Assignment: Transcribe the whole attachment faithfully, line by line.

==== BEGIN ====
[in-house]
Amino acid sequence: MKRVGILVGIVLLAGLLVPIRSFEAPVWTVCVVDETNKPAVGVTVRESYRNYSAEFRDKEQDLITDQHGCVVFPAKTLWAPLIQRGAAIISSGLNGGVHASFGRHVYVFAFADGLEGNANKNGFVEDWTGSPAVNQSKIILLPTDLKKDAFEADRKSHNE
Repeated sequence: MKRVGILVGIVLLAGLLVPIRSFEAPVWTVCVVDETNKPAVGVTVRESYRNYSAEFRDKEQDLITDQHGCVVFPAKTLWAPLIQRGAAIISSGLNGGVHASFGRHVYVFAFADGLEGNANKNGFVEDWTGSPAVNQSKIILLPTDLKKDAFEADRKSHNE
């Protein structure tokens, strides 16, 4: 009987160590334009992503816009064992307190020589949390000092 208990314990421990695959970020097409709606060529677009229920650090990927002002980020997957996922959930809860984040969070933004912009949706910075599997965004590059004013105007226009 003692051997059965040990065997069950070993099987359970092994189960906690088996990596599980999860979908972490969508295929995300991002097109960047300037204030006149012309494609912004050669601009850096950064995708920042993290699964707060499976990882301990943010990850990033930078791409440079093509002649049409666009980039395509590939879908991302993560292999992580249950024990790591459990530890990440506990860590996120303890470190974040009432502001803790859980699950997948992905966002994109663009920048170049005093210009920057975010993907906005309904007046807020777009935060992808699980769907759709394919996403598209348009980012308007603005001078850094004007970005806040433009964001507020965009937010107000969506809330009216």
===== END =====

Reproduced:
[in-house]
Amino acid sequence: MKRVGILVGIVLLAGLLVPIRSFEAPVWTVCVVDETNKPAVGVTVRESYRNYSAEFRDKEQDLITDQHGCVVFPAKTLWAPLIQRGAAIISSGLNGGVHASFGRHVYVFAFADGLEGNANKNGFVEDWTGSPAVNQSKIILLPTDLKKDAFEADRKSHNE
Repeated sequence: MKRVGILVGIVLLAGLLVPIRSFEAPVWTVCVVDETNKPAVGVTVRESYRNYSAEFRDKEQDLITDQHGCVVFPAKTLWAPLIQRGAAIISSGLNGGVHASFGRHVYVFAFADGLEGNANKNGFVEDWTGSPAVNQSKIILLPTDLKKDAFEADRKSHNE
């Protein structure tokens, strides 16, 4: 009987160590334009992503816009064992307190020589949390000092 208990314990421990695959970020097409709606060529677009229920650090990927002002980020997957996922959930809860984040969070933004912009949706910075599997965004590059004013105007226009 003692051997059965040990065997069950070993099987359970092994189960906690088996990596599980999860979908972490969508295929995300991002097109960047300037204030006149012309494609912004050669601009850096950064995708920042993290699964707060499976990882301990943010990850990033930078791409440079093509002649049409666009980039395509590939879908991302993560292999992580249950024990790591459990530890990440506990860590996120303890470190974040009432502001803790859980699950997948992905966002994109663009920048170049005093210009920057975010993907906005309904007046807020777009935060992808699980769907759709394919996403598209348009980012308007603005001078850094004007970005806040433009964001507020965009937010107000969506809330009216």